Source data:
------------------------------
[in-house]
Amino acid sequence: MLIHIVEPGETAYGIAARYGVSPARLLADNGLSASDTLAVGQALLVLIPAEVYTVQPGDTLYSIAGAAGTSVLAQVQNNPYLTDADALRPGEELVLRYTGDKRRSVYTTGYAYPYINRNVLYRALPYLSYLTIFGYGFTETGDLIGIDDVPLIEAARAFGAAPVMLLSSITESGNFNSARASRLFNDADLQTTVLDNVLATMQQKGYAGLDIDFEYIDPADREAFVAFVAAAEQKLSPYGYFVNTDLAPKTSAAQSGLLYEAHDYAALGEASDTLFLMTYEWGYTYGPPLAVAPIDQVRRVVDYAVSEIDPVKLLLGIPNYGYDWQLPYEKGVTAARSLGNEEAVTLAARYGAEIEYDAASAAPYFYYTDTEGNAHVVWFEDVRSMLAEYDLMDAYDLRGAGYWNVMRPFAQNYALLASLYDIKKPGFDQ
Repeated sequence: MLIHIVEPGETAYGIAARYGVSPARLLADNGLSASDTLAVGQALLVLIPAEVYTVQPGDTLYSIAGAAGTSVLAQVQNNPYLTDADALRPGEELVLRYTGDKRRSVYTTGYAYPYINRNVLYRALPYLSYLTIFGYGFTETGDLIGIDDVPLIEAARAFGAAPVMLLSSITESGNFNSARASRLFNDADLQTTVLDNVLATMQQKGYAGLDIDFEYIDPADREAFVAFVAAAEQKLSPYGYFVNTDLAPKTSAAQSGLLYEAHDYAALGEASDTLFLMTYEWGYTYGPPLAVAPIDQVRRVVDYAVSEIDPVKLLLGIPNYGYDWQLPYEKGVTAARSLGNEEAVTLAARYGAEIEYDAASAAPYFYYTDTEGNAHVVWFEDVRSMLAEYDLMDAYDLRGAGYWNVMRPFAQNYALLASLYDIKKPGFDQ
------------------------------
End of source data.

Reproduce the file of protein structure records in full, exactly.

[in-house]
Amino acid sequence: MLIHIVEPGETAYGIAARYGVSPARLLADNGLSASDTLAVGQALLVLIPAEVYTVQPGDTLYSIAGAAGTSVLAQVQNNPYLTDADALRPGEELVLRYTGDKRRSVYTTGYAYPYINRNVLYRALPYLSYLTIFGYGFTETGDLIGIDDVPLIEAARAFGAAPVMLLSSITESGNFNSARASRLFNDADLQTTVLDNVLATMQQKGYAGLDIDFEYIDPADREAFVAFVAAAEQKLSPYGYFVNTDLAPKTSAAQSGLLYEAHDYAALGEASDTLFLMTYEWGYTYGPPLAVAPIDQVRRVVDYAVSEIDPVKLLLGIPNYGYDWQLPYEKGVTAARSLGNEEAVTLAARYGAEIEYDAASAAPYFYYTDTEGNAHVVWFEDVRSMLAEYDLMDAYDLRGAGYWNVMRPFAQNYALLASLYDIKKPGFDQ
Repeated sequence: MLIHIVEPGETAYGIAARYGVSPARLLADNGLSASDTLAVGQALLVLIPAEVYTVQPGDTLYSIAGAAGTSVLAQVQNNPYLTDADALRPGEELVLRYTGDKRRSVYTTGYAYPYINRNVLYRALPYLSYLTIFGYGFTETGDLIGIDDVPLIEAARAFGAAPVMLLSSITESGNFNSARASRLFNDADLQTTVLDNVLATMQQKGYAGLDIDFEYIDPADREAFVAFVAAAEQKLSPYGYFVNTDLAPKTSAAQSGLLYEAHDYAALGEASDTLFLMTYEWGYTYGPPLAVAPIDQVRRVVDYAVSEIDPVKLLLGIPNYGYDWQLPYEKGVTAARSLGNEEAVTLAARYGAEIEYDAASAAPYFYYTDTEGNAHVVWFEDVRSMLAEYDLMDAYDLRGAGYWNVMRPFAQNYALLASLYDIKKPGFDQ